Comparison of Low-radiation Dose CT Angiography With Invasive Coronary Angiography in Stable Coronary Disease
This study is evaluating the performance of modern CT coronar angiography with low radiation technique compared to conventional invasive coronar angiography. The patients recruited will already be accepted for invasive coronary angiography based on clinical presentation, ECG and biochemical parameters. An "all-comers" design to avoid selection bias and no additional B-blockers will be used prior to CT angiography. The hypothesis is that it is possible to rule out significant coronary artery disease with sensitivity > 95 % and negative predictive value > 95 % with very low radiation doses.
|Study Design:||Endpoint Classification: Efficacy Study
Intervention Model: Single Group Assignment
Masking: Open Label
Primary Purpose: Diagnostic
|Official Title:||Diagnostic Accuracy of New Generation Low-dose CT Coronary Angiography|
- Sensitivity and specificity [ Time Frame: 24 hours ] [ Designated as safety issue: No ]The results from the CT coronary angiography will be compared with the results from the conventional invasive coronary angiography which in this respect is considered the "gold standard". The sensitivity and specificity for the CT angiography regarding detection of significant coronary stenosis (ie more than 50 % lumen narrowing with the angiographic result as reference) and for revascularisation will be calculated separately.
- Change in quality of life and symptom score [ Time Frame: 6 months, 1 and 3 years ] [ Designated as safety issue: No ]Change from baseline in quality of life and symptoms as measured with SF-12, HADS og SEATTLE will be assessed both for patients with and without significant coronary pathology with postal questionnaires at 6 months, 1 and 3 years after the CT angiography
- Coronary calcium score impact on pretest coronary risk scoring and prognosis [ Time Frame: 24 hours, 5 and 10 years ] [ Designated as safety issue: No ]The change in pretest probability for detection of significant stenosis and revascularisation by calcium score will be calculated in addition to prediction of 5 and 10 year fatal and non fatal cardiovascular events.
- Vitamin D and other novel cardiovascular risk factors [ Time Frame: 24 hours, 5 and 10 years ] [ Designated as safety issue: No ]The association of vitamin D levels (25OHD) and Single Nucleotide Polymorphism (SNP) related to vitamin D and calcium metabolism to presence of coronary plaques and their calcium content will be analysed as well as risk of fatal and non fatal coronary events. When events are registered other new novel risk markers detected in the Tromso Study will be measured in a nested case control design.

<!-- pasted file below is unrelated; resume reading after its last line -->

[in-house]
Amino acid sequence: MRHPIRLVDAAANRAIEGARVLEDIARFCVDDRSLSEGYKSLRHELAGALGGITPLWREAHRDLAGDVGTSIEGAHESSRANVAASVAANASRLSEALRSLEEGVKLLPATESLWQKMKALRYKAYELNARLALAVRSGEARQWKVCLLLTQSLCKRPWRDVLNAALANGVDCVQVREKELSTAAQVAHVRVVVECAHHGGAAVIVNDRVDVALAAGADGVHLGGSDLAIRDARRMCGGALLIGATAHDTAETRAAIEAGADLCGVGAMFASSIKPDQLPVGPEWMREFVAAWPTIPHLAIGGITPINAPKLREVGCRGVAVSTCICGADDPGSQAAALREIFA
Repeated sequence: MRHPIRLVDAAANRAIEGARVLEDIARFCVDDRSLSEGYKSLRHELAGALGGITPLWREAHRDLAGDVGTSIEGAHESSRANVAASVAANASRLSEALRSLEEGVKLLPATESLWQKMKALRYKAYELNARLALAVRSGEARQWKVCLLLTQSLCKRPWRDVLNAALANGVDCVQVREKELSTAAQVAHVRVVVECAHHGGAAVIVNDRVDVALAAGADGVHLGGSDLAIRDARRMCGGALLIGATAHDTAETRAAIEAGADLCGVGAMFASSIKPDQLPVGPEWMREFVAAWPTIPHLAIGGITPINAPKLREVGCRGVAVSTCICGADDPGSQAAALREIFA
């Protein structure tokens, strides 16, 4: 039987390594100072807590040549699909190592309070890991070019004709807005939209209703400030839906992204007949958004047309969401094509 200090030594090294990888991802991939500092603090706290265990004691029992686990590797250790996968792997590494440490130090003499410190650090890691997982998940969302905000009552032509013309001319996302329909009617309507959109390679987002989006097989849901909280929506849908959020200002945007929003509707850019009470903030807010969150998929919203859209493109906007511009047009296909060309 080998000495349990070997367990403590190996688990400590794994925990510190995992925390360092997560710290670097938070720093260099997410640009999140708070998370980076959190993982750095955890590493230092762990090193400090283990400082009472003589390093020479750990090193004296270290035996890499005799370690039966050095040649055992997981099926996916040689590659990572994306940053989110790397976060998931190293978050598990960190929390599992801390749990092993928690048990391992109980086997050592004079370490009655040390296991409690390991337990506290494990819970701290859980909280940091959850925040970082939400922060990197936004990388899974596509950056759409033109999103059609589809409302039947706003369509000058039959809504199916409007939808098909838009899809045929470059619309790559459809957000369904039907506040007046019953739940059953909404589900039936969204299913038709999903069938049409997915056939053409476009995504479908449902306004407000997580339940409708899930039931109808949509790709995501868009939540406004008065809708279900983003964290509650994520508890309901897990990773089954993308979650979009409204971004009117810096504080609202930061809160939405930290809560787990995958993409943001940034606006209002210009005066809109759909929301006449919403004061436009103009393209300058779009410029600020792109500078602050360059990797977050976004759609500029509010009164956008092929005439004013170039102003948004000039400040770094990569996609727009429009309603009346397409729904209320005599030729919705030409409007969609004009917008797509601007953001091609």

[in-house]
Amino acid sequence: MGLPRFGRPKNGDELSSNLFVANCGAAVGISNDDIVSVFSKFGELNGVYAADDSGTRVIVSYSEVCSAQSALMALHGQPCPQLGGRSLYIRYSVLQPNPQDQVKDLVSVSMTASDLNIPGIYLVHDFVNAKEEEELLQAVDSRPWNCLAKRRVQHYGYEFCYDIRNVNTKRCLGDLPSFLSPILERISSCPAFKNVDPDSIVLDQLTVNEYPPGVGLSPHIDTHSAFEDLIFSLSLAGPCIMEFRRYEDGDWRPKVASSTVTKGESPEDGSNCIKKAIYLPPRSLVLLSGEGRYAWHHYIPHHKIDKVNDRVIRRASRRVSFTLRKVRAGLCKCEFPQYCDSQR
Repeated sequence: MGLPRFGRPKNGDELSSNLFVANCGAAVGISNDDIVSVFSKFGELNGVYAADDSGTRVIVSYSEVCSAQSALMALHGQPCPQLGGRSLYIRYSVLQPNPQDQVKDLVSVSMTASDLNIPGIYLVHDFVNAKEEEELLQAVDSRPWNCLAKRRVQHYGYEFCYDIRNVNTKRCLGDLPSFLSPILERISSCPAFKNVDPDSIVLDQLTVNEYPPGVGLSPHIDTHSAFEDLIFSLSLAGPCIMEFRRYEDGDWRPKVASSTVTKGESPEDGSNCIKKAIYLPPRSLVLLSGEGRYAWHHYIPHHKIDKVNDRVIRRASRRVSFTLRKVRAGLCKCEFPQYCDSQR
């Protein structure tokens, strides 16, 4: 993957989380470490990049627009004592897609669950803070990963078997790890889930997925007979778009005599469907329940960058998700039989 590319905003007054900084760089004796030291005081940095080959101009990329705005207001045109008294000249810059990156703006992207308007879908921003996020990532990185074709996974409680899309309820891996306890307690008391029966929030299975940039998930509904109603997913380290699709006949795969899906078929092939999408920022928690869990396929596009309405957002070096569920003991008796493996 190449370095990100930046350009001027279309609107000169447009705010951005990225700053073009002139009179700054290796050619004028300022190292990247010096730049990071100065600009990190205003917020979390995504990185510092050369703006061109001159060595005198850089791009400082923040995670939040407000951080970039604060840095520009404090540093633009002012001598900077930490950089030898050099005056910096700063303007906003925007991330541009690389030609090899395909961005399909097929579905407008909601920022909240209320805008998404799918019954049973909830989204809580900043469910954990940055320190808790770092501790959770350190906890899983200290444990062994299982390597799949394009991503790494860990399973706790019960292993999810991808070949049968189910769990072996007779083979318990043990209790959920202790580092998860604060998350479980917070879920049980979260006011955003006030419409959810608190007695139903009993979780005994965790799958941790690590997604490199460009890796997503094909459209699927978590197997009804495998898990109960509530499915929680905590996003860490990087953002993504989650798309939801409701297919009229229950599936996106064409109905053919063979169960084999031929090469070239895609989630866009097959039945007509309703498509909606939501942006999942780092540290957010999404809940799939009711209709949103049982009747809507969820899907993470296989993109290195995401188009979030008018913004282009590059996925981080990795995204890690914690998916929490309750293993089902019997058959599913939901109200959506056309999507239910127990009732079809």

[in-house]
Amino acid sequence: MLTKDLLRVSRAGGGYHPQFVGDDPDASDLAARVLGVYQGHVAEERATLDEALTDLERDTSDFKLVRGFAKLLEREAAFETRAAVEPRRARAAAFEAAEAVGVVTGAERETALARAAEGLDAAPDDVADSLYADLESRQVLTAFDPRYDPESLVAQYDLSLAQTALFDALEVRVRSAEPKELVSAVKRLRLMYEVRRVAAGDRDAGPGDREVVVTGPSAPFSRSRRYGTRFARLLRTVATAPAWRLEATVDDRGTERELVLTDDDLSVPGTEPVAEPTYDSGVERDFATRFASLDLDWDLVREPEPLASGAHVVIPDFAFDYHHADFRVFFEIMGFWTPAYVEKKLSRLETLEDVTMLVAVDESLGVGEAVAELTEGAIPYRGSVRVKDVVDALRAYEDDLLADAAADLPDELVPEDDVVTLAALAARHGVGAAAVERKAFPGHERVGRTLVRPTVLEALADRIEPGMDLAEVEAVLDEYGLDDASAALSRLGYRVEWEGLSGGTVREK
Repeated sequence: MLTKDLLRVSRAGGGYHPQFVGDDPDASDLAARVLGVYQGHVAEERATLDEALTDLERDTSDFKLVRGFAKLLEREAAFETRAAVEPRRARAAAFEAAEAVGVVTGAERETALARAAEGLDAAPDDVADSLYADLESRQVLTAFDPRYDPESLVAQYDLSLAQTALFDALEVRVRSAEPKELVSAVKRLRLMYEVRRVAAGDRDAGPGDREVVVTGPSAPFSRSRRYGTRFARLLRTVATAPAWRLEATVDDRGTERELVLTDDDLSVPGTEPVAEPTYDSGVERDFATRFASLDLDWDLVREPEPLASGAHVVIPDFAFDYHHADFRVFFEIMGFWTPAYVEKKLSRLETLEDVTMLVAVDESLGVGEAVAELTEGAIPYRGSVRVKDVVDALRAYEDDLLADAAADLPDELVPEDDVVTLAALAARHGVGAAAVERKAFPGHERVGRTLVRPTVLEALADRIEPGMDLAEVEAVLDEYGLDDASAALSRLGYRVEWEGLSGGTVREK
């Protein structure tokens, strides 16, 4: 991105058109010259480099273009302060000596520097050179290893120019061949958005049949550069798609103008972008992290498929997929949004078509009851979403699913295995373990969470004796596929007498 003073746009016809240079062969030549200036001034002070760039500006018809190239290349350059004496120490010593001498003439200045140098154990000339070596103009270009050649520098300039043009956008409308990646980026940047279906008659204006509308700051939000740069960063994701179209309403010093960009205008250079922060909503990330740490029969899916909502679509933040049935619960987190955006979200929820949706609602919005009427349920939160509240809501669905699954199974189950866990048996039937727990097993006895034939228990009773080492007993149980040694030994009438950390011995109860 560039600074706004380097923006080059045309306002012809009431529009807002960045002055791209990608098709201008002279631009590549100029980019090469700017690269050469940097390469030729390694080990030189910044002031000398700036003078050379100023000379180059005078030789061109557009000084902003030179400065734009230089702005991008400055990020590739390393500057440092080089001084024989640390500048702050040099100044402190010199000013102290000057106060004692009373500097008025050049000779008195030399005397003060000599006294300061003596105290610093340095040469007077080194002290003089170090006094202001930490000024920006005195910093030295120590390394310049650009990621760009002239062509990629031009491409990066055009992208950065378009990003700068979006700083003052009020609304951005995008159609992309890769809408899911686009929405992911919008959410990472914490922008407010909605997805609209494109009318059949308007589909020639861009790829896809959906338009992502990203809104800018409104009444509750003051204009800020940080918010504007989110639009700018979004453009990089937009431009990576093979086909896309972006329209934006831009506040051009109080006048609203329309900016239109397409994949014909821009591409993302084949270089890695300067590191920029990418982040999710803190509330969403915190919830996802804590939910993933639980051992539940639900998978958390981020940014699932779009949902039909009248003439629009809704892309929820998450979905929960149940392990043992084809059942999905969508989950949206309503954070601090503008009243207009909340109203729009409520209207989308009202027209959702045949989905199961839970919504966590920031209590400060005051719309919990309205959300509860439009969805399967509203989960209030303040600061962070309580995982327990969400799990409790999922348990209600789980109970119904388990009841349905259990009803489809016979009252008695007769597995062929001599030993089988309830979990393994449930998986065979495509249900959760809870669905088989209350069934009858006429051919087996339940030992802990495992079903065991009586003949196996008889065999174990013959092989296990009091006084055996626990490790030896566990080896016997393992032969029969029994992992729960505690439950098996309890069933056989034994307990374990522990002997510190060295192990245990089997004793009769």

- Real life radiation risk with new CT scanners and conventional invasive angiography [ Time Frame: 24 hours ] [ Designated as safety issue: No ]The radiation doses will be measured independent of supplier software for both procedures and compared. Impact of risk factors on radiation dosage and image quality will be determined.
|Study Start Date:||January 2012|
|Estimated Study Completion Date:||January 2022|
|Primary Completion Date:||December 2012 (Final data collection date for primary outcome measure)|
No Intervention: CT coronary angiography
This study is evaluating diagnostic accuracy of non-invasive CT coronary angiography with invasive coronary angiography.
Device: Cardiac Computer Tomography
Compare Cardiac CT with reference standard wich is conventional invasive coronary angiography.
Conventional invasive coronary angiography (CICA) is associated with few but serious complications. It is time consuming for the patient and incur costs to the health institution due to the post-procedure observation needed. Coronary computer tomography angiography (CCTA) is a good alternative to CICA to rule out coronary artery disease (CAD). Moderate to excellent sensitivity and negative predictive values have been reported with 64-slice CT angiography. The main ethical problem has been the radiation doses given to the patient during CT angiography which was high >10 millisievert(mSv). With 265 or higher slice CT machines and radiation dose reduction techniques, it is possible to evaluate coronary anatomy with radiation doses below 1 mSv. Heart rate reduction with B-blockers is in most cases not necessary with new generation CT machines but is recommended in guidelines.
800 patients already accepted for CICA based on clinical information will be scheduled to undergo CCTA prior to invasive coronary angiography. Coronary anatomy will be described according to American Heart Association (AHA) classification with 17 segment analysis. The main purpose of the study is to achieve high sensitivity and high negative predictive value with CT angiography. Radiation doses in relation to gender and body mass index (BMI) will be monitored. In addition we will measure coronary calcification (Agatson score) and look at any association to the Vitamin D and calcium metabolism. Patient reported quality of life evaluation with validated questionnaires and long term follow up (5 and 10 years) regarding clinical endpoints.
Please refer to this study by its ClinicalTrials.gov identifier: NCT01476579
|University Hospital of North Norway|
|Tromsø, Norway, 9038|
|Principal Investigator:||AMJID IQBAL, MD, PhD||University Hospital of North Norway|